Concentrate on the most relevant and most recent experience and focus on communicating your achievements in those roles. So instead of just describing the role, you have to put some key achievements in there such as, ‘I increased sales in my region by 20% in the first 12 months,’ or, ‘I won the company 15 new accounts in two years.’ If you can also reference what your targets were and your performance against those targets then that’s better still. If you work in purchasing you may say something like, ‘As purchasing manager I saved the company 5 million pounds a year, double my target of 2.5 million pounds. Achievements on your CV are critical when you know it’s going to land in front of a recruiter either internal or external. The average time that a recruiter will look at a CV for is about 20 to 30 seconds and if they don’t see something that catches their eye then they’ll move onto the next CV. The other thing you’re dealing with now is applicant tracking systems that parse your CV into the employer’s system and make matches based on keywords. The end result of this is that you have very little time to grab the attention of a recruiter, even if your CV gets in front of them.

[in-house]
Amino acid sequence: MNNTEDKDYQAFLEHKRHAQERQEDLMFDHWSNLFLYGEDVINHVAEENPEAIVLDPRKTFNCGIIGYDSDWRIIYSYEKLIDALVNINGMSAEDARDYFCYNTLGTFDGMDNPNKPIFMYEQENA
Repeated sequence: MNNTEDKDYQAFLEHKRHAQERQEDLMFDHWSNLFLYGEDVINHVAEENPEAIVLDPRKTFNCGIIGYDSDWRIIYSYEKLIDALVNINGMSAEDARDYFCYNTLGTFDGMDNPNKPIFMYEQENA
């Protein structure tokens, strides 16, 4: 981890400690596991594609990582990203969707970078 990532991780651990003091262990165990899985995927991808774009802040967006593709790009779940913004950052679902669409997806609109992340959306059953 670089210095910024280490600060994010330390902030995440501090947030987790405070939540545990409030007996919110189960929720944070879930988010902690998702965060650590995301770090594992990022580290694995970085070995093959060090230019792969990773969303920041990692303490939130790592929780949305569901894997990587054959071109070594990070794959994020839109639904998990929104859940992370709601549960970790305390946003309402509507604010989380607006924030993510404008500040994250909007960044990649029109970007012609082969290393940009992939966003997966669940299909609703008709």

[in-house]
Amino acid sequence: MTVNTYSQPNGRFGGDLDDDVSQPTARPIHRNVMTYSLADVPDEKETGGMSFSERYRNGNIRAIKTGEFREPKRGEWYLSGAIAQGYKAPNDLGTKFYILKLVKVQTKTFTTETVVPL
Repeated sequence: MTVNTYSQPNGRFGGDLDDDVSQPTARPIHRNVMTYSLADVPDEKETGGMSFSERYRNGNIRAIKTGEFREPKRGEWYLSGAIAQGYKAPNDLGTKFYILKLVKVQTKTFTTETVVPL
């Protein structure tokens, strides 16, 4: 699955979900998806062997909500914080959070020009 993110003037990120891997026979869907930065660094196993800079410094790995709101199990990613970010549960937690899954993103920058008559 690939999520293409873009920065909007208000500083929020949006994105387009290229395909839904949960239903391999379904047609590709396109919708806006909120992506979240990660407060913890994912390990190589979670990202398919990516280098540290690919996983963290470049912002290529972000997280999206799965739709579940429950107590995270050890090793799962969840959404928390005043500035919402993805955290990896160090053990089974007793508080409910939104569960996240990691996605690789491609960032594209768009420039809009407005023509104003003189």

A lot of the advice we give on CareerPropeller.com is aimed at helping you to get in front of a recruiter and then to impress them and to get the job. So the advice we give is tried and tested and we’re coming from the point of view of seasoned recruiters, hiring managers and perhaps most importantly experienced candidates.